’61 Chrysler Newport Dash


Is your model not here yet?

This is just a sampling. Contact us for Your Free Quote.

Remove, Restore And Replace the Dash Pad

Forty-six years ago automotive excess was in demand. All steel, finned behemoths draped in exotic colors and carrying a literal ton of chromium were the rage! There was no such thing as too much back in the day, just consider the name of the paint color on this Chrysler – Dubonnet! This survivor ’61 Newport has lived in Southern California since birth, and it’s a well-preserved, rust free cruiser. The only noticeable interior damage was created by a mischievous Mother Nature, a cracked and peeling dash pad. This pad is vinyl over a foam cushion without any firm substructure. It simply was fitted over the steel dash and held in place by pins, studs with speed nuts and trim pieces.

The car was brought to Just Dashes, in Van Nuys, CA to have the damaged pad removed and a new recreation installed. The owner was not experienced with this type of work, so he decided to let the experts tackle the R&R, and that was a good decision as it is slightly complicated process. For those of you with vehicles of this vintage who would like to attack the removal procedure, we documented most of the high points that might give you trouble. No special tools are required, just a few hours and a trunk full of patience. Just Dashes craftsmen produce an exact recreation of the original pad and can color it in any original factory hue, or any custom color you might choose. When ordering a replacement pad, it’s a good idea to leave the original in place until you receive the new one so you can compare the mounting points, etc. We will start the removal at the right side and work across to the left. The photos and captions will describe the rest of the journey to achieve a beautiful classic Mopar dash.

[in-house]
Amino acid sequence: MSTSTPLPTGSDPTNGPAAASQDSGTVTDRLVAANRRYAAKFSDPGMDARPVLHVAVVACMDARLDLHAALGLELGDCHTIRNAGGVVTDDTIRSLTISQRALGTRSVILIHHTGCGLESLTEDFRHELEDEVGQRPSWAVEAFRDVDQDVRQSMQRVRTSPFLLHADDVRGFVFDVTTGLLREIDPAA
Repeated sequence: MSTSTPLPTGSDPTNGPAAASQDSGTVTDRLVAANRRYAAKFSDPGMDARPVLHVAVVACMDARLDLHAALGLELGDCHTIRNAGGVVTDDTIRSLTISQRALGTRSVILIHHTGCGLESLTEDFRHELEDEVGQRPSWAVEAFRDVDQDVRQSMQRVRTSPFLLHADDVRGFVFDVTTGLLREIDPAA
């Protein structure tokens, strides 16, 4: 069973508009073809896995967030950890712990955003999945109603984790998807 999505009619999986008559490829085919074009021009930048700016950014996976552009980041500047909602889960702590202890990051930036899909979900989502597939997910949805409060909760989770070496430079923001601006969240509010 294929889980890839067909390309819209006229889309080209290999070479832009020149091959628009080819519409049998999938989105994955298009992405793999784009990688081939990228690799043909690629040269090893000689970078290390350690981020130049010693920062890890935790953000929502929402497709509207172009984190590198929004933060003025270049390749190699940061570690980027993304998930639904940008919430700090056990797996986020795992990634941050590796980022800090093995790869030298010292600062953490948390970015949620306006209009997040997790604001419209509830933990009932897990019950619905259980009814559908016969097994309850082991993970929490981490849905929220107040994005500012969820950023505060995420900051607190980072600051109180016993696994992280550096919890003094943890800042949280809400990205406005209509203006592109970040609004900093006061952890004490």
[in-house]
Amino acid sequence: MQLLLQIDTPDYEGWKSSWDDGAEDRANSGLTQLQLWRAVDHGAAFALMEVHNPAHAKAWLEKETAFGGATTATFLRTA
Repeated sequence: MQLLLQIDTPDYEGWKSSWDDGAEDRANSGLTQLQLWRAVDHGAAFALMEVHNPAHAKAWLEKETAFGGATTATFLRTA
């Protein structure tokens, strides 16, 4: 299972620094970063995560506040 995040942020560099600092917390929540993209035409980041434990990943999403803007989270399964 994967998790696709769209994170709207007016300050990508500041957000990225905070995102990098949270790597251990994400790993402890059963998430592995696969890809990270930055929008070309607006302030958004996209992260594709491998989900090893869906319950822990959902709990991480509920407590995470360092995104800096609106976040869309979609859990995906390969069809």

Dashlead 2 a